Wednesday, March 12, 2014

Half Baked Ideas for Sale

Yesterday's post about three years was vague.  Vague might as well be my middle name.  It is so hard for me to just lay it all out, say it like it is. 

Here's the deal:

Three years ago, an earthquake hit Japan, followed by a devastating tsunami.  In some ways, I think I'm weird for liking Japan, for remembering this date.  It makes me feel like I'm trying to ingratiate myself into Japanese culture.  (Don't get me wrong - I am) As though I am putting undue emphasis on one event in the long history of Japan. 

That day burns bright in my memory because literally minutes after learning of the tsunami and watching the horrifying footage, I walked down the halls of my lab and ran into a colleague who asked, "Hey, have you met our visiting research, Toshi?  He just arrived from Sendai."  I gasped in shock. 

When I think about what I knew about Japan then and what I know now, the difference feels vast.  I'd already fallen in love with the Japanese soccer team; I'd already decided that I wanted to be forever friends with Tamada-san.  But regarding language, culture, even geography, I knew very little. 

Since that moment of meeting Toshi, I've learned so much more.  I've been to Sendai and explored its roads.  I've met hundreds of different people, at church, at Tohoku University and even on the streets.  I've watched them.  I've eaten their food and shopped in their stores.  I've attempted conversation in their language and tried to learn history and culture.  Japan feels diverse to me and complicated and so much more than a tsunami.  But that memory continues to burn bright because it marks a point when I realized that I cared about a people and a land thousands of miles away from me.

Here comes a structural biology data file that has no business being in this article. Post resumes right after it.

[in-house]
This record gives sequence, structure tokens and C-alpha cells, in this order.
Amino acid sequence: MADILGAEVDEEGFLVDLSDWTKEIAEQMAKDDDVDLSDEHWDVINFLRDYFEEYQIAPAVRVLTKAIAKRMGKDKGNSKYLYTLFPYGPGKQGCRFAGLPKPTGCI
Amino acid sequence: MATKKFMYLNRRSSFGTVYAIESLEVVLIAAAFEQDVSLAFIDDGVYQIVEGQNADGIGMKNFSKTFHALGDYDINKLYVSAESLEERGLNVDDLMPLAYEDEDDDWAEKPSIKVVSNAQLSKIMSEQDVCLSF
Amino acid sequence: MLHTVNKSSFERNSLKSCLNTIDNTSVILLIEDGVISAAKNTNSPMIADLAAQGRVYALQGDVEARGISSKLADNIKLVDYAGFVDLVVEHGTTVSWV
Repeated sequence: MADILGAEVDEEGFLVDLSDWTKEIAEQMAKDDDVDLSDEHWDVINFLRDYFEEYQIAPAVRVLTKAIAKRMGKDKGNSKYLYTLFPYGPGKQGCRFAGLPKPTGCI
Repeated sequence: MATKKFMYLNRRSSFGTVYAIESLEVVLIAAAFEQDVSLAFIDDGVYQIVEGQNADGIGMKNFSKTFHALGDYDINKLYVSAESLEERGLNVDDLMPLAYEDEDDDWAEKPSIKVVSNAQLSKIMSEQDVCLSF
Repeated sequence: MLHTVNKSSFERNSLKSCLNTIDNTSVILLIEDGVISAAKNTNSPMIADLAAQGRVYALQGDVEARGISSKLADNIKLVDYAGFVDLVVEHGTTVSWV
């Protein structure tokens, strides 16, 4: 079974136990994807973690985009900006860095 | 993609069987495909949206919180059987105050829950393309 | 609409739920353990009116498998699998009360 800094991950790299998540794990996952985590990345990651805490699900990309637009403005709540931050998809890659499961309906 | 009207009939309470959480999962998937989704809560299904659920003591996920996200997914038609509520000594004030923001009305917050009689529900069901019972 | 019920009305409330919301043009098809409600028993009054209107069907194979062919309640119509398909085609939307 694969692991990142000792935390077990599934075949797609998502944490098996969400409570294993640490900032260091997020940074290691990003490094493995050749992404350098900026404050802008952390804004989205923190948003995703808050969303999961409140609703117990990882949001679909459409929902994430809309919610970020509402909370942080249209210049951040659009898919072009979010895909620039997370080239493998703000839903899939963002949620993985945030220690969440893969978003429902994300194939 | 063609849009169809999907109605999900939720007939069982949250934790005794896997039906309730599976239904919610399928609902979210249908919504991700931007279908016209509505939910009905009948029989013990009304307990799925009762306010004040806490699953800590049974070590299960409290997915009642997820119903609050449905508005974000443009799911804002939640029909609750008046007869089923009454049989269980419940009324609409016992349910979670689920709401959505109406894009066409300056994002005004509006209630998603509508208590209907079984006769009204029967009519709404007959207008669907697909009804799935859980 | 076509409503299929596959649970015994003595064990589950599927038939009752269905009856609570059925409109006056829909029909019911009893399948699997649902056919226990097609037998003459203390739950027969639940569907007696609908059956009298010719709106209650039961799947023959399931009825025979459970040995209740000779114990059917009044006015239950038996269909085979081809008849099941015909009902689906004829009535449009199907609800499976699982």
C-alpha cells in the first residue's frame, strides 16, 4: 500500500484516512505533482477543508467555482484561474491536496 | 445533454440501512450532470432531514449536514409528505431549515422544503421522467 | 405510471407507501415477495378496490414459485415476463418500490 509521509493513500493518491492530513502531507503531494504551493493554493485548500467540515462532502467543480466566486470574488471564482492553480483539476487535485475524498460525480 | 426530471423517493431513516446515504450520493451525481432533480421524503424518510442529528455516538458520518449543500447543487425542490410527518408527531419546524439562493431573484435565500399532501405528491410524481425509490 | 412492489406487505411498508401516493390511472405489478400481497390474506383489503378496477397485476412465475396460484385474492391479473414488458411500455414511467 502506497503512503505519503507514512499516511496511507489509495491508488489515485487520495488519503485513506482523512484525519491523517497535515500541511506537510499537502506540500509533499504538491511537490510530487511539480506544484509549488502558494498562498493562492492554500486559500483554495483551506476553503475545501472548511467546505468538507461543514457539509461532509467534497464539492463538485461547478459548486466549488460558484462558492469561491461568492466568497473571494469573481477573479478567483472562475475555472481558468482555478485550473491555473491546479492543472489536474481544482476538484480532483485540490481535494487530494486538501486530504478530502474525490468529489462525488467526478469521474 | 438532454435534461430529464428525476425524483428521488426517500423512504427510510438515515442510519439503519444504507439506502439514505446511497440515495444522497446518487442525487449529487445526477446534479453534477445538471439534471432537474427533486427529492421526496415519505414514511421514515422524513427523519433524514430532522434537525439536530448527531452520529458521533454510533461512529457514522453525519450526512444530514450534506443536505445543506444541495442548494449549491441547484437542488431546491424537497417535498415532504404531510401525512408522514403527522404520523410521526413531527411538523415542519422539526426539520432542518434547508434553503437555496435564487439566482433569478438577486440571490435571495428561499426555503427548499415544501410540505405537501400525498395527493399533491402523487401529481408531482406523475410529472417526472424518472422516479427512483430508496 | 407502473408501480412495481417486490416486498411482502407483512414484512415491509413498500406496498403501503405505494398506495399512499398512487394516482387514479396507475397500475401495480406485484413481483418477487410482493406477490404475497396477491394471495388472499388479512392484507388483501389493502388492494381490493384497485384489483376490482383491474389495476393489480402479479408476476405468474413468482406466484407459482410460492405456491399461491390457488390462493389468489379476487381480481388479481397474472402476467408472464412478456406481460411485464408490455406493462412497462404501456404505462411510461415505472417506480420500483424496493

When I think about my own personal journey since then, both with Japanese culture and with my doctorate work, the times feels much longer than three years.  And then I think about the people of Japan, for the victims who are recovering and wonder if their lives since then have felt long or short.  Japan is a good place for healing.  I felt that with my personal struggles while I lived in Japan and I always wondered if it was because I felt that everyone was healing in their own way and because of the tsunami, I just knew of a public healing that was taking place. 

In any case, for these many jumbled thoughts about life and Japan and the desire to honor something of a country I continue to care about, I wrote a vague blog post trying to express some of these ideas without the substance behind these ideas lest I appear condescending or trite.

But it all reminds me of a book I recently read called Brave Story by Miyuki Miyabe.  In it, a kid comes to realize that life is so vast and full of good and bad.  If you were to count up all of the memories, even from just a year's time, you would have a lifetime of memories.  If you were to live for a long time, then, there would be so many experiences that you'd have an eternity.  I guess these past three years feel like that.  I've had so many good GOOD experiences in the past three years.  I've had many sad experiences too.  But overall, it's been a full life and a rich life.  It's been a lifetime.  I wonder what this next year will bring. 

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